Take a good portion of Lemony Snicket and add some Captain Underpants sensibility and plenty of Eaton's own flavorsOne opinion about The Facttracker:
Take a good portion of Lemony Snicket and add some Captain Underpants sensibility and plenty of Eaton's own flavors to get this mix of intellectual absurdity, all wielded to share an actual story with a definite point to make. This book is a lot of fun and I highly recommend it to 4th-6th grade readers and anyone else attracted to what follows.
A few facts about The Facttracker:
The table of contents takes 6 pages, as there are 50 chapters (plus chapters 2 1/2 and 2 3/4), many with rather long, convoluted titles like: The Answer to a Question That Wasn't Even Asked. And the Question Is This: What Were the Townspeople Up To?
The book opens with: A fictitious friend of mine once told me, "Everyone loves a good explosion." Sadly, he told this to me just moments before he himself exploded, but it was good advice nonetheless.
The protagonist is called the "just small enough boy": [He] was so small that he was almost too small. But not quite. He was just small enough.
Much of the book takes place in the Liebrary.
And one quote from The Facttracker:
The true test of a society isn't how many lies it has; it's how many it believes....more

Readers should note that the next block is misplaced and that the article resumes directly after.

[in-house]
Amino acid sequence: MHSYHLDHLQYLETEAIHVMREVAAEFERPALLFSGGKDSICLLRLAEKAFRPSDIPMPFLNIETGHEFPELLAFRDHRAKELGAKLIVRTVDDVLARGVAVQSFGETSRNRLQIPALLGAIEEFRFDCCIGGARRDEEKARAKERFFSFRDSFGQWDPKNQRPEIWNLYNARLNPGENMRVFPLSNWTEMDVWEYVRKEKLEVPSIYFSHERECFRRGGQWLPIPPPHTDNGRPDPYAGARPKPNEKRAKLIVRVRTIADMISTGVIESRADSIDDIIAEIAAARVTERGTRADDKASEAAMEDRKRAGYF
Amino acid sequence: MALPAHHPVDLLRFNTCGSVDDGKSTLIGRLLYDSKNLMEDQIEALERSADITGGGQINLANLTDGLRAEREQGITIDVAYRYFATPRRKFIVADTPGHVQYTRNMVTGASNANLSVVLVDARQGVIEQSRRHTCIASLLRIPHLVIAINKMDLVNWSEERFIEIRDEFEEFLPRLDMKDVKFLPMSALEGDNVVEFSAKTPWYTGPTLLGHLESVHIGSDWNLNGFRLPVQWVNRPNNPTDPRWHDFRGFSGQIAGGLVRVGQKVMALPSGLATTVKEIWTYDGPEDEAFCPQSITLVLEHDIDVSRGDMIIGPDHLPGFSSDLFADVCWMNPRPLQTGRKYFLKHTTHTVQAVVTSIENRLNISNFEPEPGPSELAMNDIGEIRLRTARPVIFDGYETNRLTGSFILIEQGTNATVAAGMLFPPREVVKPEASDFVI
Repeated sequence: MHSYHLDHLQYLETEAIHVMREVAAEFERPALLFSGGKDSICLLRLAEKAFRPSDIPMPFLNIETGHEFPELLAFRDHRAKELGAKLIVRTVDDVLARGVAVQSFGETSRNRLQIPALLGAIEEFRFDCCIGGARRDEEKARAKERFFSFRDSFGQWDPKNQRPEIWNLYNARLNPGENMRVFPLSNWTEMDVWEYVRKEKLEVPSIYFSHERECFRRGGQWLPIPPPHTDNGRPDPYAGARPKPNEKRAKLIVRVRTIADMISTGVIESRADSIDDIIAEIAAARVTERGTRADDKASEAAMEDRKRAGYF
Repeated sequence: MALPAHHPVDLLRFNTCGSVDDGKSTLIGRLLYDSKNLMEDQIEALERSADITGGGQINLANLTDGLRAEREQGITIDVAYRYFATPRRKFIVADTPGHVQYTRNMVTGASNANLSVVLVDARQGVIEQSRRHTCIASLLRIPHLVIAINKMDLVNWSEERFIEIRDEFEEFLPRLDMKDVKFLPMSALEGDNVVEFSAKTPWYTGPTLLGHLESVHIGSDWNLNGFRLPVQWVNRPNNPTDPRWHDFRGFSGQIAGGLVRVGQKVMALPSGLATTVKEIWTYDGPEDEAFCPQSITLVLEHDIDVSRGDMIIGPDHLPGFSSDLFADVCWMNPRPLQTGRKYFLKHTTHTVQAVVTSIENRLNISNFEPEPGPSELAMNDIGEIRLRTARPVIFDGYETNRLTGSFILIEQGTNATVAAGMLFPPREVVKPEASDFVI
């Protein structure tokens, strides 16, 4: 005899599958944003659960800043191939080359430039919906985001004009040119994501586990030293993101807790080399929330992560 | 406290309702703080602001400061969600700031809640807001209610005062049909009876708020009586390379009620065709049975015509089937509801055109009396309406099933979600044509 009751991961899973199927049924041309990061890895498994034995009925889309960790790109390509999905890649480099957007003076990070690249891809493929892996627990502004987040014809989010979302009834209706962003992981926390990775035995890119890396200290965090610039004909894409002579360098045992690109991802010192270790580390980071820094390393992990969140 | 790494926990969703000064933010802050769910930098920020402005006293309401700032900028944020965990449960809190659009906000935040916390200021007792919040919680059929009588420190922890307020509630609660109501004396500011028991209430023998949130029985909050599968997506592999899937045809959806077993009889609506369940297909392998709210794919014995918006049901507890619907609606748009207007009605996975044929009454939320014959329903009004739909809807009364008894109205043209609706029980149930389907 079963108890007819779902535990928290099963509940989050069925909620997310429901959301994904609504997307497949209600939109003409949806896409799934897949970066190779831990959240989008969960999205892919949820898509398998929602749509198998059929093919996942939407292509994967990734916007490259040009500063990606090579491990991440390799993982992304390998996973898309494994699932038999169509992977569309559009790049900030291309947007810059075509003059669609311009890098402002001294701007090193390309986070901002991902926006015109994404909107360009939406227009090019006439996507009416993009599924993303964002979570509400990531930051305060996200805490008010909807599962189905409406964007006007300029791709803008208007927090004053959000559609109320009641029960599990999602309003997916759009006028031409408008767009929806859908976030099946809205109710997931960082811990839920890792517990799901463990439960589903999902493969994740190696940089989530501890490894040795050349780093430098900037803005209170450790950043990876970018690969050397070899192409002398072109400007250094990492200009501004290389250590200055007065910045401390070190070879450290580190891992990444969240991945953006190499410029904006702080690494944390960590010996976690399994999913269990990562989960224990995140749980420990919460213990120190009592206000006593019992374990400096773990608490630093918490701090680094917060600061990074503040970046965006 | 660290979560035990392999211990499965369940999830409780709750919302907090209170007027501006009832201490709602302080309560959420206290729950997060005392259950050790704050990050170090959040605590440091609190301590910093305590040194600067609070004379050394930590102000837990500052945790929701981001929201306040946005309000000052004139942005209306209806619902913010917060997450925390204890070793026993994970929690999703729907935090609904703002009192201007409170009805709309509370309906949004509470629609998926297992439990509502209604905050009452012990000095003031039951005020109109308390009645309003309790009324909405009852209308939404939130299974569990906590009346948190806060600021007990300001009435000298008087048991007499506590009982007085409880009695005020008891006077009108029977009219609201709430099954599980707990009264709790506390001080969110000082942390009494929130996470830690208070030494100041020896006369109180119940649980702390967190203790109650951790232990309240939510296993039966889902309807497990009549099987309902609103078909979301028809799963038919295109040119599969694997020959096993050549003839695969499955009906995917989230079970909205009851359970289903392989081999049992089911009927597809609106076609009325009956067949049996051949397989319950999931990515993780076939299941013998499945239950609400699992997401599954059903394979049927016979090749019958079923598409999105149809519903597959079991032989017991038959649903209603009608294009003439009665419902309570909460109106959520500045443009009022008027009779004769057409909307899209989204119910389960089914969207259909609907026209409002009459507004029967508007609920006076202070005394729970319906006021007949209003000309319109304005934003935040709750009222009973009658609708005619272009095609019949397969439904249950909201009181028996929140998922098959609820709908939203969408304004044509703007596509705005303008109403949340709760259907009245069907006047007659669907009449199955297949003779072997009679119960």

Nobody lived on Deadweather but us and the pirates, this book opens, the "us" being the family that owns the ugly fruit plantation with labor providedNobody lived on Deadweather but us and the pirates, this book opens, the "us" being the family that owns the ugly fruit plantation with labor provided by ex-pirates too mutilated to earn any other living. Egbert is the youngest in the family, which means he has spent his life being the smallest, weakest, most abused person in his world. Fortunately--or not, depending on your perspective--he knows that his world is not the entire world because he has discovered the joy of reading and devoured every book he's encountered. The greater world seems a much kinder, more exciting place than his meager, maltreated life on his isolated island.
I'd always consoled myself, when I dreamed about life outside of Deadweather, with the thought that somewhere there were better, more civilized people, who wouldn't turn into a pack of snarling dogs because a man who was good with words had whipped them into a frenzy.
Egbert's isolation comes to an end the day his father makes some sort of discovery, and he finds himself testing his theory about better, more civilized people in the countless situations of danger and peril that he is thrown. Egg's tale begins slowly--though from the start he narrates it with a subtle, sophisticated wit--then eventually rewards the patient reader with a rousing adventure of piracy, greed, love, and noble sacrifices. He's a true underdog and a pleasure to root for. I'm excited to read the next chapter of his chronicles....more
Simple. Elegant. Genuine. Wonderful. I don't think it's for everyone, but I loved it. After finishing it I just sat and savored what I was feeling forSimple. Elegant. Genuine. Wonderful. I don't think it's for everyone, but I loved it. After finishing it I just sat and savored what I was feeling for a while (which is rare for me, since I'm always doing something)....more